Don't miss

Replay


LATEST SHOWS

ACROSS AFRICA

Dozens killed in attack on military camp in Mali

Read more

THE DEBATE

Splintered Left: French Socialists divided ahead of primary runoff (part 1)

Read more

THE DEBATE

Splintered Left: Are Europe's social democrats obsolete? (part 2)

Read more

EYE ON AFRICA

New President says Jammeh has agreed to cede power

Read more

ACROSS AFRICA

France finally grants Senegalese vets citizenship

Read more

THE OBSERVERS

Pollution threatens island paradise of Mauritius, and one Cameroonian expat's quest to bring safe drinking water to his country

Read more

THE INTERVIEW

Publicis boss encourages firms to move staff to Paris post-Brexit

Read more

THE INTERVIEW

'Fake news has had almost no impact on Wikipedia'

Read more

FOCUS

Iraq: Embedded with French special forces in Mosul

Read more

Asia-pacific

Chinese author Mo Yan wins Nobel Prize for literature

Latest update : 2012-10-12

Chinese writer Mo Yan has won the 2012 Nobel Prize for literature, the Swedish Academy announced Thursday, praising Mo’s “hallucinatoric realism.”

Chinese writer Mo Yan won the Nobel Prize in literature on Thursday, a somewhat unexpected choice by a prize committee that has favored European authors in recent years.

The Swedish Academy, which selects the winners of the prestigious award, praised Mo’s “hallucinatoric realism,” saying it “merges folk tales, history and the contemporary.”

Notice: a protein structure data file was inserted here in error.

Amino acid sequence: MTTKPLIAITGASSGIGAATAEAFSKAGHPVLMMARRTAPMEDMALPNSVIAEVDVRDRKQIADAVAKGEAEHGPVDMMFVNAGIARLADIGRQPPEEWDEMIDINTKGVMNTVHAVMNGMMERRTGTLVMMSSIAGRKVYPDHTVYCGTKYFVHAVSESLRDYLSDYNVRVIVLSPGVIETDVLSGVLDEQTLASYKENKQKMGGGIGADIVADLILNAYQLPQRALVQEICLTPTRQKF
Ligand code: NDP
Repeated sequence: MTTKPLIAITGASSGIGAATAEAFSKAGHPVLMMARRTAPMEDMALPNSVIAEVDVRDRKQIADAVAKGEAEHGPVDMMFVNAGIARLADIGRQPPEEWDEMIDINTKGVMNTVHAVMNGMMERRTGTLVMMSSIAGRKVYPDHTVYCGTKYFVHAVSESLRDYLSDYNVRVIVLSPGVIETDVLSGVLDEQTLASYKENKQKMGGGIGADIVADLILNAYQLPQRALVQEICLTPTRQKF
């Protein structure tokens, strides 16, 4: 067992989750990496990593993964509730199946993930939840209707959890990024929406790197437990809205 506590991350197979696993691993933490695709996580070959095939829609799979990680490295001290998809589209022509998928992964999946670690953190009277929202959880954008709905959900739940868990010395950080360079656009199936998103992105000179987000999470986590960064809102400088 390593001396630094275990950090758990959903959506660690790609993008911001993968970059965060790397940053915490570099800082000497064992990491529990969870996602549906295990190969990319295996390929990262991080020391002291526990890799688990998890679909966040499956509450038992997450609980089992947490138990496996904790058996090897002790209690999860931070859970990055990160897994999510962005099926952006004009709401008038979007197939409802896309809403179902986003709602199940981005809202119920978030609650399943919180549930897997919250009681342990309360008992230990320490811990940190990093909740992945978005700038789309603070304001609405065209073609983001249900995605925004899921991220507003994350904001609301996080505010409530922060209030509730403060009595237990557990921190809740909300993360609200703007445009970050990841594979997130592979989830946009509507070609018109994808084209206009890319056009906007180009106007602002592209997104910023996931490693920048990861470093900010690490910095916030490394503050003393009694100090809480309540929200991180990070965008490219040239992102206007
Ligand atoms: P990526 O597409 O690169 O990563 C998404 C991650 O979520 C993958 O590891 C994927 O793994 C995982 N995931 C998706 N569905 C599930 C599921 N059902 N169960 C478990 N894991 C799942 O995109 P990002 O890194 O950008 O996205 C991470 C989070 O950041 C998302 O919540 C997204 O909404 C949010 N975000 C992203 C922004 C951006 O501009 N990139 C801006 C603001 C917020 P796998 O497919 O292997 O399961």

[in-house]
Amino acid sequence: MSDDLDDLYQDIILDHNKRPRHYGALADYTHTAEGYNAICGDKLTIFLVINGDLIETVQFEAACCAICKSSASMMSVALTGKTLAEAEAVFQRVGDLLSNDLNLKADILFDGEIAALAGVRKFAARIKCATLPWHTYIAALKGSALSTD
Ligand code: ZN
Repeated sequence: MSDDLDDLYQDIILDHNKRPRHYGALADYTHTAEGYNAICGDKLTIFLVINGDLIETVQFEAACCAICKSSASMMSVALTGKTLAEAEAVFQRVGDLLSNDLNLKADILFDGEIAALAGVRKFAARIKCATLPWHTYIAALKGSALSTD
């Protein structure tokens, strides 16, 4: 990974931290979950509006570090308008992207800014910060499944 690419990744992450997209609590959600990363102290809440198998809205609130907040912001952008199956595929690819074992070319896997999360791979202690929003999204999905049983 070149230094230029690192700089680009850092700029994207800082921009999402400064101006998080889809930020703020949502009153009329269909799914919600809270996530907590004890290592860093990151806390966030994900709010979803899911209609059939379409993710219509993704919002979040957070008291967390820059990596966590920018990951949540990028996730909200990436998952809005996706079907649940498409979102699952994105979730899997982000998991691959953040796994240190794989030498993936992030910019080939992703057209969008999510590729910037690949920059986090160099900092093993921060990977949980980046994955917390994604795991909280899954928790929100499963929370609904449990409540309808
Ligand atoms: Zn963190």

Peter Englund, the academy’s permanent secretary, said the academy had contacted Mo before the announcement.

“He said he was overjoyed and scared,” Englund said.

Though Mo, 57, is the first Chinese national to win the Nobel literature prize, he’s not the first Chinese.

A Chinese emigre to France, Gao Xingjian, won in 2000 for his absurdist dramas and inventive fiction, especially the novel Soul Mountain. His works are laced with criticisms of China’s communist government and have been banned in China.

When Gao won, the communist leadership disowned the prize. Mo’s award is likely to be more warmly greeted in Beijing.

Born Guan Moye in 1955 to a farming family in eastern Shandong province, Mo chose his penname while writing his first novel. Garrulous by nature, Mo has said the name, meaning “don’t speak,” was intended to remind him to hold his tongue lest he get himself into trouble and to mask his identity since he began writing while serving in the army.

His breakthrough came with novel ‘Red Sorghum’ published in 1987. Set in a small village, like much of his fiction, ‘Red Sorghum’ is an earthy tale of love and peasant struggles set against the backdrop of the anti-Japanese war. It was turned into a film that won the top prize at the Berlin International Film Festival in 1988, marked the directing debut of Zhang Yimou and boosted Mo’s popularity.

Mo writes of visceral pleasures and existential quandaries and tends to create vivid, mouthy characters. While his early work stuck to a straightforward narrative structure enlivened by vivid descriptions and raunchy humor, Mo has become more experimental, toying with different narrators and embracing a freewheeling style often described as ‘Chinese magical realism.’

European authors had won four of the past five awards, with last year’s prize going to Swedish poet Tomas Transtromer.

As with the other Nobel Prizes, the prize is worth 8 million kronor, or about $1.2 million.

(AP)

Date created : 2012-10-11

  • NOBEL PRIZE

    Two US scientists win Nobel Prize for chemistry

    Read more

  • NOBEL PRIZE

    French-American duo wins Nobel Prize for physics

    Read more

  • NOBEL PRIZE

    Stem cell pioneers win Nobel Prize for medicine

    Read more

COMMENT(S)